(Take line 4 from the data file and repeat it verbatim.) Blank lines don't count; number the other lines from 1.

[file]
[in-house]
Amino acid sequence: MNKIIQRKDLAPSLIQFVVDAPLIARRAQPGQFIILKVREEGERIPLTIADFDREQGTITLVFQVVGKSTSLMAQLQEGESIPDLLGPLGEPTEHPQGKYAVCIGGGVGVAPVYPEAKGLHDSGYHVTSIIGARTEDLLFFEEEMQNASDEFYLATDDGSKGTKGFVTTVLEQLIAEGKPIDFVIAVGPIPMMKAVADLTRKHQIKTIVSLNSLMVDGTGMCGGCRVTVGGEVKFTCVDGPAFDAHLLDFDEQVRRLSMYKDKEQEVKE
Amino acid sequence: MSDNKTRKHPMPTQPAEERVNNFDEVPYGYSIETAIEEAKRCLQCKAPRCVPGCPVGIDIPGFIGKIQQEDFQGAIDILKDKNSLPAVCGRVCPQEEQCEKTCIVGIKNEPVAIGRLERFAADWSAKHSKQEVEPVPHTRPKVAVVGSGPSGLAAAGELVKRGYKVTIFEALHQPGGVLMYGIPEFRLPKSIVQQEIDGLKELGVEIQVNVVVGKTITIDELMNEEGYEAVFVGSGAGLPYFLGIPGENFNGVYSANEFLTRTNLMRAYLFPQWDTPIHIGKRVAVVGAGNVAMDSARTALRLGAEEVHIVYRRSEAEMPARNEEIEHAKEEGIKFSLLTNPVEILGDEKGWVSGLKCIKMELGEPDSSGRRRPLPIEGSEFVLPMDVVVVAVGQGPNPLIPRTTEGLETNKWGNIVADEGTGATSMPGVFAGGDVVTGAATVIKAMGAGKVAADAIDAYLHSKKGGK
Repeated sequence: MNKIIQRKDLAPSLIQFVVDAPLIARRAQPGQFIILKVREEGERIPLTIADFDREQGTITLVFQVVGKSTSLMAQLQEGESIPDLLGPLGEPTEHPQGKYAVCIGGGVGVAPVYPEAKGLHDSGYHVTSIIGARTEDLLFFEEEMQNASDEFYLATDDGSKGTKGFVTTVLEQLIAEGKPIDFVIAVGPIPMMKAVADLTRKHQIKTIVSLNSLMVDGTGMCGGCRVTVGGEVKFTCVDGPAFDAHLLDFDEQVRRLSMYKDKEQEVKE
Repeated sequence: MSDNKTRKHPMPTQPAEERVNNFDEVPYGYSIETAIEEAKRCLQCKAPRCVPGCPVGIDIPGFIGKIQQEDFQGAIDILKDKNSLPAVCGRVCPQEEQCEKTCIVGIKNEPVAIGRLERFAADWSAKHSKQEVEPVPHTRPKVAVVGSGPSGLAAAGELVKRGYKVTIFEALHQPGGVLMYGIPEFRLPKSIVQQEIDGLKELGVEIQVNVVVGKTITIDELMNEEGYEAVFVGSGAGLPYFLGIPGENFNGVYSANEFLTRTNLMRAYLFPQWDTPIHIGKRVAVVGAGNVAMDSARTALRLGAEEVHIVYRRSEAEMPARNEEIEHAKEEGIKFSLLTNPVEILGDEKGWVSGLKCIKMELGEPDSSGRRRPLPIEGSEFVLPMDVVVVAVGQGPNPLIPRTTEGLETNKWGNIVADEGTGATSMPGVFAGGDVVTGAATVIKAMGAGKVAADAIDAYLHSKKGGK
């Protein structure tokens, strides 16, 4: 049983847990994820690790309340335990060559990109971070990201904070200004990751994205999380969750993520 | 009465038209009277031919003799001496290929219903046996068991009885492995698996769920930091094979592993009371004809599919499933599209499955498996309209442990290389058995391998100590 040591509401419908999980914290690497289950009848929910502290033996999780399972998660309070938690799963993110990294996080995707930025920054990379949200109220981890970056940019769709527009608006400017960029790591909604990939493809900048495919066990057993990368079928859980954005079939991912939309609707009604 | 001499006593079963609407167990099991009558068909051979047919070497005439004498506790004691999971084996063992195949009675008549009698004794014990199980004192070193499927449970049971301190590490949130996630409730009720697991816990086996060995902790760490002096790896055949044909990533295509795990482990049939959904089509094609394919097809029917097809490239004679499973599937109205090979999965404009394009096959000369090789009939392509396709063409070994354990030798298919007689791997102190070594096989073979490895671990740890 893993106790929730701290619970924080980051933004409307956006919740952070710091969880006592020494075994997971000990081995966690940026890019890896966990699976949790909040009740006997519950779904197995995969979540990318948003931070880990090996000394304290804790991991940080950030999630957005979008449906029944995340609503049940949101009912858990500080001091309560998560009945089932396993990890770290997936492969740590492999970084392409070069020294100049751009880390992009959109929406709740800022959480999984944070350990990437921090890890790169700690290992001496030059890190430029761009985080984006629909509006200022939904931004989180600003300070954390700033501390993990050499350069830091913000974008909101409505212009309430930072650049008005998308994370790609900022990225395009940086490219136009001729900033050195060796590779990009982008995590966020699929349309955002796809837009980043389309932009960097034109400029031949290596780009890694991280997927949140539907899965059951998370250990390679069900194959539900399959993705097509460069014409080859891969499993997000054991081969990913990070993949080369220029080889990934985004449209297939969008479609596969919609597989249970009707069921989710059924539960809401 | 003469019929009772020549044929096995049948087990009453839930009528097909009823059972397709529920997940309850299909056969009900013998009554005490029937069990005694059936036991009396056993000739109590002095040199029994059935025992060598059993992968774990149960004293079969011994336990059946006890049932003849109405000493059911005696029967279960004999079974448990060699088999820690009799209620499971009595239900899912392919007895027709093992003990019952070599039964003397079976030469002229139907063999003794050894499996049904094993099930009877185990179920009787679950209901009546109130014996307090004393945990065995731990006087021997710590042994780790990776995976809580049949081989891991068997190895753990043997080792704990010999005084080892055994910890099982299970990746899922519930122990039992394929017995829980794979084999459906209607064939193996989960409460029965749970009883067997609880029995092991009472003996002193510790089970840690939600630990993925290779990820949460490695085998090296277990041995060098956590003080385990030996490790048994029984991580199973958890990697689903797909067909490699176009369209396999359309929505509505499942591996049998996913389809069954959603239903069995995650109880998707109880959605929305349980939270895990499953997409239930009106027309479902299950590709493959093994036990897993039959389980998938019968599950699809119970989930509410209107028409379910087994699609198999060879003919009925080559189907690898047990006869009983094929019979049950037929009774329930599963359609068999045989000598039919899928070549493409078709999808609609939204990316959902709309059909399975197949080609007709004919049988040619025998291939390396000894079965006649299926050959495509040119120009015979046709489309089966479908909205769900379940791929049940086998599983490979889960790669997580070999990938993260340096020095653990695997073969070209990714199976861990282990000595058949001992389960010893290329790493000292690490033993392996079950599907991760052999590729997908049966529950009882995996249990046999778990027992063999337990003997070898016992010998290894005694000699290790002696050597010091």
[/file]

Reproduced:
Repeated sequence: MNKIIQRKDLAPSLIQFVVDAPLIARRAQPGQFIILKVREEGERIPLTIADFDREQGTITLVFQVVGKSTSLMAQLQEGESIPDLLGPLGEPTEHPQGKYAVCIGGGVGVAPVYPEAKGLHDSGYHVTSIIGARTEDLLFFEEEMQNASDEFYLATDDGSKGTKGFVTTVLEQLIAEGKPIDFVIAVGPIPMMKAVADLTRKHQIKTIVSLNSLMVDGTGMCGGCRVTVGGEVKFTCVDGPAFDAHLLDFDEQVRRLSMYKDKEQEVKE